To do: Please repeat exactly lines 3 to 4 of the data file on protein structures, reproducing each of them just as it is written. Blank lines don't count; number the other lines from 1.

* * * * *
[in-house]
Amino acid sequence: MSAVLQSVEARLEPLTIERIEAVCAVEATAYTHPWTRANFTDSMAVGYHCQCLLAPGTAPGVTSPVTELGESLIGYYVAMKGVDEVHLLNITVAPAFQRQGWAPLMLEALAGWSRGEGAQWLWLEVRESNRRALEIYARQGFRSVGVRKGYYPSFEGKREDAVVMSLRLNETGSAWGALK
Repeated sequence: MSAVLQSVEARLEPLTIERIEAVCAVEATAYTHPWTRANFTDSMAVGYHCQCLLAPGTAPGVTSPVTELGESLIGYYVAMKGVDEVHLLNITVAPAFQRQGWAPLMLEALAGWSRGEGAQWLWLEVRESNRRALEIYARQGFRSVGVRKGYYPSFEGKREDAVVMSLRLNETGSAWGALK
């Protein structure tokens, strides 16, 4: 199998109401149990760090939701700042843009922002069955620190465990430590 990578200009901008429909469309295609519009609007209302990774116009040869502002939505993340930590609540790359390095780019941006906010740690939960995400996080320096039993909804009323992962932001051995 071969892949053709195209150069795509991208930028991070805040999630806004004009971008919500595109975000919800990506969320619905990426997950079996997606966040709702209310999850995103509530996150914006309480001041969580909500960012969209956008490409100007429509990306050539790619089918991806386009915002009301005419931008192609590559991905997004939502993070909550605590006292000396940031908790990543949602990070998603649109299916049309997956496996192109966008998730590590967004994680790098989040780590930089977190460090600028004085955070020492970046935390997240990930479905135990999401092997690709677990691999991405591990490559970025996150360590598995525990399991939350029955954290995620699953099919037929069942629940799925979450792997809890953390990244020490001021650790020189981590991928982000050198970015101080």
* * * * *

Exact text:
Repeated sequence: MSAVLQSVEARLEPLTIERIEAVCAVEATAYTHPWTRANFTDSMAVGYHCQCLLAPGTAPGVTSPVTELGESLIGYYVAMKGVDEVHLLNITVAPAFQRQGWAPLMLEALAGWSRGEGAQWLWLEVRESNRRALEIYARQGFRSVGVRKGYYPSFEGKREDAVVMSLRLNETGSAWGALK
């Protein structure tokens, strides 16, 4: 199998109401149990760090939701700042843009922002069955620190465990430590 990578200009901008429909469309295609519009609007209302990774116009040869502002939505993340930590609540790359390095780019941006906010740690939960995400996080320096039993909804009323992962932001051995 071969892949053709195209150069795509991208930028991070805040999630806004004009971008919500595109975000919800990506969320619905990426997950079996997606966040709702209310999850995103509530996150914006309480001041969580909500960012969209956008490409100007429509990306050539790619089918991806386009915002009301005419931008192609590559991905997004939502993070909550605590006292000396940031908790990543949602990070998603649109299916049309997956496996192109966008998730590590967004994680790098989040780590930089977190460090600028004085955070020492970046935390997240990930479905135990999401092997690709677990691999991405591990490559970025996150360590598995525990399991939350029955954290995620699953099919037929069942629940799925979450792997809890953390990244020490001021650790020189981590991928982000050198970015101080």